Care transitions are very common among nursing home (NH) residents with dementia, and many of these are deemed avoidable. Multiple hospitalizations at any point during NH stays, and particularly at the end of life, would be markers of poor care, diminished quality of life, and inefficient use of resources. There is an urgent need to identify individuals with dementia who are at highest risk of harmful care transitions, identify care deficiencies that contribute to these transitions, and develop interventions that can be targeted to individuals with greatest risk. Prior research provides some understanding of transition patterns older adults experience; however, there are several gaps: (a) transition studies among residents with dementia have not considered dementia severity or the relationship between dementia and co-morbidities; (b) the majority of research efforts have focused on singular care transitions in cross-sectional studies; (c) research has tended to emphasize the number of transitions without considering the length of stay in each setting; (d) most studies have not tracked changes in health over time, and no studies to our knowledge have applied mixture growth models to identify care trajectories for individuals with dementia; and (e) few studies have attempted to link quality of care with likelihood of care transitions or transition patterns over time. In this proposed study, we will address these gaps and model care transitions between NH, hospital, emergency department, community, and death for a cohort of NH dual-eligible (Medicaid and Medicare) residents aged 65+ with dementia. The study cohort will consist of approximately 8,500 residents who received NH care in Minnesota beginning in 2014 and followed for up to 5 years through 2019, to pursue three specific aims: 1) identify the main care trajectories in a cohort from entry to death (or censoring), 2) determine the impact of dementia severity and co-morbidities in influencing the patterns of care trajectories, and 3) examine the associations between markers of quality in NH care (general and end-of-life quality measures) and the most common trajectories. This study is innovative in: 1) identifying key characteristics of high-risk groups with dementia in care transitions for intervention; 2) a more-complete understanding of patterns and determinants of care transitions among older adults with various levels of dementia; 3) analyzing the relationship between dementia and co- morbidities; 4) comparing the similarities and differences in care transitions between short- and long-stay residents with dementia; and 5) investigating whether residents with dementia living in NH with poor quality performance would experience more acute care transitions compared with those in facilities with better quality performance. The longitudinal design of this proposed study will provide direction to policy and practice to permit evidence-based decision-making regarding optimal movement during an episode of dementia care.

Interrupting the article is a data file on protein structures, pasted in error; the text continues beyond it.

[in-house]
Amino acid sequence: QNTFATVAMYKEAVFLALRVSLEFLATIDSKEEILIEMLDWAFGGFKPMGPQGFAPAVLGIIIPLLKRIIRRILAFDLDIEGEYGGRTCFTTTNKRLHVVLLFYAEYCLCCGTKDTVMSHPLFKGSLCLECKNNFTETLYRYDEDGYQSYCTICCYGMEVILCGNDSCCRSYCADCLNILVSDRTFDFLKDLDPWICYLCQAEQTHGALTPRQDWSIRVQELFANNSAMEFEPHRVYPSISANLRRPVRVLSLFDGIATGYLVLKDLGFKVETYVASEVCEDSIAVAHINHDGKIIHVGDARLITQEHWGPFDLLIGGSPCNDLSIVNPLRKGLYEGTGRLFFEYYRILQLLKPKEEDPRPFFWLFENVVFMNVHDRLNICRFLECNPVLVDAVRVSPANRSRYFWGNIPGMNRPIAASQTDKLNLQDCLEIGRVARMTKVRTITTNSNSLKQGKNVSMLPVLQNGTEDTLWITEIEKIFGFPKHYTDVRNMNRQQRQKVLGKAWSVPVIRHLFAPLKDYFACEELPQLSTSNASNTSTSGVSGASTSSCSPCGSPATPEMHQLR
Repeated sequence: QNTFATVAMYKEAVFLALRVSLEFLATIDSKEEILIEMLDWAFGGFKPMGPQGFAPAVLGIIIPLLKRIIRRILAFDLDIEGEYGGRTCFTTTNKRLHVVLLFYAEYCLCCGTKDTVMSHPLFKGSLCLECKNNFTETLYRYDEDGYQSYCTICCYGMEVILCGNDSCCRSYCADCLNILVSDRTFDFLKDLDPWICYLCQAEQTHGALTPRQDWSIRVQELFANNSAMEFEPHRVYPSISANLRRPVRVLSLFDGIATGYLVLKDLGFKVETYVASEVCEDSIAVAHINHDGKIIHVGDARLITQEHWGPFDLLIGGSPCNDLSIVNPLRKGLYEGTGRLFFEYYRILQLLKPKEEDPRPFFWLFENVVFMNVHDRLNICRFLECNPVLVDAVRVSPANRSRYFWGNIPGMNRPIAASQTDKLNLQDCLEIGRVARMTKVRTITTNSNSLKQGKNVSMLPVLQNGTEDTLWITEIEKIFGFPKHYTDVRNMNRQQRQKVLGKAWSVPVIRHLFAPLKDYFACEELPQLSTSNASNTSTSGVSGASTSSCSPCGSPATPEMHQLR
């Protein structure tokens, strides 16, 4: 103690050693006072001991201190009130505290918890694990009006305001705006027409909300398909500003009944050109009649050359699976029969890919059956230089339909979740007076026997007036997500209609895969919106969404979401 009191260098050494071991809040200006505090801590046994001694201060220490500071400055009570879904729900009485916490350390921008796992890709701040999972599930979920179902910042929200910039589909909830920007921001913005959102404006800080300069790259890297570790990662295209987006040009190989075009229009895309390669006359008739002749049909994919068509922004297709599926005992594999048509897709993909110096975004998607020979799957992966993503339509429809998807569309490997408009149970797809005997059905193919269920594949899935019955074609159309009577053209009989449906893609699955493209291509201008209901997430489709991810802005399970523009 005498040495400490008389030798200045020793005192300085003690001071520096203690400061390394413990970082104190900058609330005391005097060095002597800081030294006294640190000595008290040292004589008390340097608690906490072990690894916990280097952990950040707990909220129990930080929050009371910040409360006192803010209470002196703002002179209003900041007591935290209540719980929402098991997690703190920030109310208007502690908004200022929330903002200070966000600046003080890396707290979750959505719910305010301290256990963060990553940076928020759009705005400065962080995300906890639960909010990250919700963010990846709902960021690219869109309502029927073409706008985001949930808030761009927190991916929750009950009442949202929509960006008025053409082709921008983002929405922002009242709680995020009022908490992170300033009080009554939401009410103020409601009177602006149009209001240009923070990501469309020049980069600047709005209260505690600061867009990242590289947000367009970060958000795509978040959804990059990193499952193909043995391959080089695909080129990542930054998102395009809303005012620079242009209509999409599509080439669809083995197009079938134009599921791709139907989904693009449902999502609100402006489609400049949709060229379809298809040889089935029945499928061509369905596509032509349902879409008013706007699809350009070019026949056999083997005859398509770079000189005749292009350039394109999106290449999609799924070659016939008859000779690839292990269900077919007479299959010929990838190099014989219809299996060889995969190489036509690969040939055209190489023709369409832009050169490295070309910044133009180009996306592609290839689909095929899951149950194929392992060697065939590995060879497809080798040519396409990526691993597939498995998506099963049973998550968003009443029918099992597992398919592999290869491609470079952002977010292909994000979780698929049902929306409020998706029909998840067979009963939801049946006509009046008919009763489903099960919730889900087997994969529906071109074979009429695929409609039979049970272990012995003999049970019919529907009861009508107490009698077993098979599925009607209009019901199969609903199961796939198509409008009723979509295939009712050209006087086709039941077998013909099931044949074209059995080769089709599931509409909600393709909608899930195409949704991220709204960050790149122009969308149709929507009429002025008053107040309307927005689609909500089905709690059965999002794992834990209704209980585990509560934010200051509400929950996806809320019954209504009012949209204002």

Multiple care transitions among residents with dementia at any point during their nursing home stays, and particularly at the end of life, are markers of poor care, diminished quality of life, and inefficient use of resources. A clear and urgent need exists to identify key characteristics of high-risk groups in care transitions for intervention, such as characteristics of older adults with dementia who frequently transition back and forth between nursing home and hospital. If certain quality measures are identified to be directly related to care transitions, quality reform efforts based on improving performance on these significant measures may result in large-scale reductions in avoidable care transitions, improvement in residents' quality of life, and overall reduction in healthcare expenditures.